Monthly Archives: May 2015

Unfair divorce settlement could affect seniors well into retirement

In one of our posts from March, we discussed the upward trend of divorce among baby boomers and how separating seniors may have complex property division concerns. Dividing matrimonial property may be particularly complicated if either party has gone through a prior divorce or brought children into the marriage. A recent report on bankruptcy filings among seniors in Ontario underscores the importance of reaching a…

Are alimony payments taxable?

Recently we discussed the two ways in which spousal support is calculated in Canada: using the “with child support” formula or the “without child support” formula. Another matter to consider with regard to child support and alimony is taxes. Prior to May 1997, child support and spousal support were tax deductible by the payer and taxable to the recipient, but since then the rules have…

2 formulas for calculating spousal support amounts in Ontario

The federal Spousal Support Advisory Guidelines are commonly used to determine the amount and duration of spousal support to be paid. When using the guidelines’ formulas for calculating support, it is important that each party’s reported income is accurate. The guidelines are designed to generate a range of support amounts for a given situation, so really the guidelines provide a general starting point for deciding…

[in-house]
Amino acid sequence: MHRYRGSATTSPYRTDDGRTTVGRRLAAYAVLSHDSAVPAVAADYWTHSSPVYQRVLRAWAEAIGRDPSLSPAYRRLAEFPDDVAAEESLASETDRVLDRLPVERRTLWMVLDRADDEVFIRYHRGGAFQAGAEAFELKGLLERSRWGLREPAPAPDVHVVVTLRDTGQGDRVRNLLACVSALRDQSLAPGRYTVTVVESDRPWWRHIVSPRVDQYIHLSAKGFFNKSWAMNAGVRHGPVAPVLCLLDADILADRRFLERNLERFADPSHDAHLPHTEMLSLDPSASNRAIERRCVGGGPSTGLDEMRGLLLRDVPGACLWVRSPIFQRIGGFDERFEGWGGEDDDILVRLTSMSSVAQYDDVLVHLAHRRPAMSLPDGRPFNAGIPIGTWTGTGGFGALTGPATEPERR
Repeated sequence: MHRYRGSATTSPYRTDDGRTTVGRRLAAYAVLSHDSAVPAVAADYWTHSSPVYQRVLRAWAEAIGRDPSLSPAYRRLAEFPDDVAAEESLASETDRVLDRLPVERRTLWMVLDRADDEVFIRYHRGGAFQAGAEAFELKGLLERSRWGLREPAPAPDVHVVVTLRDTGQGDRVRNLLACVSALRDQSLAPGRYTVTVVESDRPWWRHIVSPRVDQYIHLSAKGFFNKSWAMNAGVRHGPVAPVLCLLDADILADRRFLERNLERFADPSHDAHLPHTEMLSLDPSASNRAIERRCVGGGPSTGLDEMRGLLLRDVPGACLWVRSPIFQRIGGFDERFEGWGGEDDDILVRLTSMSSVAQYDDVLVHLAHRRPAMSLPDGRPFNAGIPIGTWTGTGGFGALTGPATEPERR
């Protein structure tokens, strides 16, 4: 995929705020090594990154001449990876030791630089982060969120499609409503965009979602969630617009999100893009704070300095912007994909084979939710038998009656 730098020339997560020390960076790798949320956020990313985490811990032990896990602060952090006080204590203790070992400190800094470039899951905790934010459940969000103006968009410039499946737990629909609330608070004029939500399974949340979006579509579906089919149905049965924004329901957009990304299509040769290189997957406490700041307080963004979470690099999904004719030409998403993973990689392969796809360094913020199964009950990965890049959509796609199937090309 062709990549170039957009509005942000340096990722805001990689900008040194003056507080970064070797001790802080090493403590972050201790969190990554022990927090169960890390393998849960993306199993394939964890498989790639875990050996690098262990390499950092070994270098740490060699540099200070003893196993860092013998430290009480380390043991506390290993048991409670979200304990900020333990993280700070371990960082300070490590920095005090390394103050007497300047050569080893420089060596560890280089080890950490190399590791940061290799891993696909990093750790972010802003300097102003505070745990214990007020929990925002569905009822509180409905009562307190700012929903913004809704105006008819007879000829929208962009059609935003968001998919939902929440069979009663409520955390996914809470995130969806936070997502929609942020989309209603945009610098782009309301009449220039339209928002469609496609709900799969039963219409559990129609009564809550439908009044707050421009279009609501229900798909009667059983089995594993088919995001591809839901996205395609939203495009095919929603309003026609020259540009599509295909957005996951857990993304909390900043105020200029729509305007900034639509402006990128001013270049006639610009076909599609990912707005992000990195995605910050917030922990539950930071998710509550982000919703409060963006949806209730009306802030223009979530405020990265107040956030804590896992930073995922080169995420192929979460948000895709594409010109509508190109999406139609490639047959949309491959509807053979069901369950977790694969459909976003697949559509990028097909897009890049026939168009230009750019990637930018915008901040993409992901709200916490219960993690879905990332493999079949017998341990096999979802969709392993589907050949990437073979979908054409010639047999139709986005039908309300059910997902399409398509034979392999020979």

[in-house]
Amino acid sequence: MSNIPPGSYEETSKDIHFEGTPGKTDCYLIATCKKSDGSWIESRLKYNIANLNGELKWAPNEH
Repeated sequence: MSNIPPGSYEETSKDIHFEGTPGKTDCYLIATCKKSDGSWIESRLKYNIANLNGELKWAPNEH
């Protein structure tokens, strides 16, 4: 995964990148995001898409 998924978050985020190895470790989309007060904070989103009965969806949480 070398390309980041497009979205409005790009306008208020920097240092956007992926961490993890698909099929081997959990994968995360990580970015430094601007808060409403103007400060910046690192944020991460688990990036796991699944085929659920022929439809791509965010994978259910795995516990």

How does the matrimonial home factor into your divorce?

Ontario divorce law provides that divorcing spouses’ property will be divided down the middle so that each party receives an equal share of assets. The idea is simple, but the reality is that property division in Ontario is far more complex than a 50-50 split, especially with regard to the matrimonial home. Because each spouse is entitled to any increase in the value of matrimonial…

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